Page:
What Is A Veterinary Ophthalmologist?
A veterinary ophthalmologist is a doctor who specializes in diseases that can affect your pet's eye and vision. A veterinary ophthalmologist is also equipped to diagnose and treat diseases that affect the structures surrounding the eye, such as the eyelids, conjunctiva, and some of the bones of the skull that comprise the eye socket. A veterinary ophthalmologist will combine medical and surgical treatments in order to most effectively treat your pet's eye problem.
Why Does My Pet Need A Veterinary Ophthalmologist?
While your primary veterinarian can handle many aspects of your pet's care, just as in human medicine, sometimes there is a need for the attention of a specialist. If your pet has a complicated or difficult problem, your pet may need the care of a veterinary ophthalmologist.
What Special Problems Does A Veterinary Ophthalmologist Treat?
Routine eye matters can frequently be handled by your primary veterinarian. However, the conditions listed below, along with many others, frequently require the attention of a specialist:
- Corneal ulcer
- Prolapsed gland of the nictitans (cherry eye)
- Retinal Detachment
Will My Primary Veterinarian Still Be Involved?
Your veterinary ophthalmologist will work together with your veterinarian as part of your pet's total veterinary health care team. Your primary veterinarian will still oversee all aspects of your pet's care, but with the added, specialized input of a veterinary ophthalmologist. For example, if a veterinary ophthalmologist ultimately diagnoses diabetes in your pet as a result of an eye examination for cataracts, that information will be relayed back to your primary veterinarian, who will treat your pet's diabetes.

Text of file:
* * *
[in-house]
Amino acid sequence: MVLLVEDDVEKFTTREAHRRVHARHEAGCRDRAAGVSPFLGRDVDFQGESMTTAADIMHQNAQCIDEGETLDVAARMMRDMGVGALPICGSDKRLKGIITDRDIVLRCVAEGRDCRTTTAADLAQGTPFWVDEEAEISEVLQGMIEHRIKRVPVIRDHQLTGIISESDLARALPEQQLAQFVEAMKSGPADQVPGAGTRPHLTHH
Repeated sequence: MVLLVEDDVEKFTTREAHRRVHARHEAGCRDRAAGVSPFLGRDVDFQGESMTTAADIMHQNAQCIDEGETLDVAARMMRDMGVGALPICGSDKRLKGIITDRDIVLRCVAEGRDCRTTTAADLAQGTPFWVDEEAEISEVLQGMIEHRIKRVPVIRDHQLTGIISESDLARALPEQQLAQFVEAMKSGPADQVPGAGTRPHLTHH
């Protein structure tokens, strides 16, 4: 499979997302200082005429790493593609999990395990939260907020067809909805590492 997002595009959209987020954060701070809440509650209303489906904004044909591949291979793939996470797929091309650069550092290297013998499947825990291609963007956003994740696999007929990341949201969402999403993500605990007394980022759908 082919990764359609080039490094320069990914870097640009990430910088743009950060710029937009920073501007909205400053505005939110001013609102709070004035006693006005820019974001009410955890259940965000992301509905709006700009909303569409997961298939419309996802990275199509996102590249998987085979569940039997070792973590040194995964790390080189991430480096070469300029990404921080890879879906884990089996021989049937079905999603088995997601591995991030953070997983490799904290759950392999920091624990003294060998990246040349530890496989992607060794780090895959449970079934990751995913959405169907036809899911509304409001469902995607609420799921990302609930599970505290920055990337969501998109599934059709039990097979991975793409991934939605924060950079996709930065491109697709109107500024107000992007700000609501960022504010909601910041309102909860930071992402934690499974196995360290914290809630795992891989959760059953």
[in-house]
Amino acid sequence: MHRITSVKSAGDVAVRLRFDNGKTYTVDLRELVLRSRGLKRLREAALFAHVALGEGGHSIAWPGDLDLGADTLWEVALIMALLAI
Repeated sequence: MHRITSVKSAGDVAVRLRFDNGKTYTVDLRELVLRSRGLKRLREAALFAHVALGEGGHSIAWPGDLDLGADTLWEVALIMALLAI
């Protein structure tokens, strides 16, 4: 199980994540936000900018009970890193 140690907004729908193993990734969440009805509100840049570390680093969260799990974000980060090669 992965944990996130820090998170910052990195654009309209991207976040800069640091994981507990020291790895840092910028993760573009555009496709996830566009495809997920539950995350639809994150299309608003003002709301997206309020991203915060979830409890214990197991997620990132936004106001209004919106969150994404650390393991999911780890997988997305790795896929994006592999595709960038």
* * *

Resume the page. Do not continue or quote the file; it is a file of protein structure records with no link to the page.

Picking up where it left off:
Did You Know?
Do you know why your pet's eyes seem to glow when caught in the light at night? It's because of a specialized structure called a tapetum. Most animals that are active at night have this special, additional layer underneath their retina. This reflective structure acts like a mirror, and reflects light back through your pet's retina to enhance night vision.
Do dogs see only in black and white? While we can't ask them, most veterinary ophthalmologists now believe that dogs see colors similarly to how a color blind human would perceive them. This means they see not only in black and white, but with a limited scale of colors.